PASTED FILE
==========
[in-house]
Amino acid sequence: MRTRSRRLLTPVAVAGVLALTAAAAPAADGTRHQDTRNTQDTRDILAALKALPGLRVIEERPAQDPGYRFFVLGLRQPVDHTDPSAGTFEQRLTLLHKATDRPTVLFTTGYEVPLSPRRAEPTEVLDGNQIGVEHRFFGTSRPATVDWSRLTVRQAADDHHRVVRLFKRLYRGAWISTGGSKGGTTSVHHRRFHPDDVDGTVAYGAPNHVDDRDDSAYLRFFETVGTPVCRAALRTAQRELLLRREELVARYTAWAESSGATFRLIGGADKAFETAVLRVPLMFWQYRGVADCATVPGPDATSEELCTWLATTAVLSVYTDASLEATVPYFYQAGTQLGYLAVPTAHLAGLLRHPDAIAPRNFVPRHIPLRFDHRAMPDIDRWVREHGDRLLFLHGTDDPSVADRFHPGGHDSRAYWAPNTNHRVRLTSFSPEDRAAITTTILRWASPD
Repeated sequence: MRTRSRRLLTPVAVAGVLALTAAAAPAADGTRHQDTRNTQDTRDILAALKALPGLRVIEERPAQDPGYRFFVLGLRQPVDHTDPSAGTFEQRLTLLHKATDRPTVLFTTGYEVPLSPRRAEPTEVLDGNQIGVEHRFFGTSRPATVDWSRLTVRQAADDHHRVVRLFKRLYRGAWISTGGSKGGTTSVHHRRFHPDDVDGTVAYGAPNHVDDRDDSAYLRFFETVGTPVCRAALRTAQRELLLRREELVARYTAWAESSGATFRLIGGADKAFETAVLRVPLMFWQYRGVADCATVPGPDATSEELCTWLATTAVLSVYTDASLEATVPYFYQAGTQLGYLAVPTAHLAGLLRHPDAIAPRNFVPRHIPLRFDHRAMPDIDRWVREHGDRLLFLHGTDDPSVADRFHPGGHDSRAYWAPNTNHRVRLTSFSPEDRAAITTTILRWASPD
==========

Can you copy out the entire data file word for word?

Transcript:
[in-house]
Amino acid sequence: MRTRSRRLLTPVAVAGVLALTAAAAPAADGTRHQDTRNTQDTRDILAALKALPGLRVIEERPAQDPGYRFFVLGLRQPVDHTDPSAGTFEQRLTLLHKATDRPTVLFTTGYEVPLSPRRAEPTEVLDGNQIGVEHRFFGTSRPATVDWSRLTVRQAADDHHRVVRLFKRLYRGAWISTGGSKGGTTSVHHRRFHPDDVDGTVAYGAPNHVDDRDDSAYLRFFETVGTPVCRAALRTAQRELLLRREELVARYTAWAESSGATFRLIGGADKAFETAVLRVPLMFWQYRGVADCATVPGPDATSEELCTWLATTAVLSVYTDASLEATVPYFYQAGTQLGYLAVPTAHLAGLLRHPDAIAPRNFVPRHIPLRFDHRAMPDIDRWVREHGDRLLFLHGTDDPSVADRFHPGGHDSRAYWAPNTNHRVRLTSFSPEDRAAITTTILRWASPD
Repeated sequence: MRTRSRRLLTPVAVAGVLALTAAAAPAADGTRHQDTRNTQDTRDILAALKALPGLRVIEERPAQDPGYRFFVLGLRQPVDHTDPSAGTFEQRLTLLHKATDRPTVLFTTGYEVPLSPRRAEPTEVLDGNQIGVEHRFFGTSRPATVDWSRLTVRQAADDHHRVVRLFKRLYRGAWISTGGSKGGTTSVHHRRFHPDDVDGTVAYGAPNHVDDRDDSAYLRFFETVGTPVCRAALRTAQRELLLRREELVARYTAWAESSGATFRLIGGADKAFETAVLRVPLMFWQYRGVADCATVPGPDATSEELCTWLATTAVLSVYTDASLEATVPYFYQAGTQLGYLAVPTAHLAGLLRHPDAIAPRNFVPRHIPLRFDHRAMPDIDRWVREHGDRLLFLHGTDDPSVADRFHPGGHDSRAYWAPNTNHRVRLTSFSPEDRAAITTTILRWASPD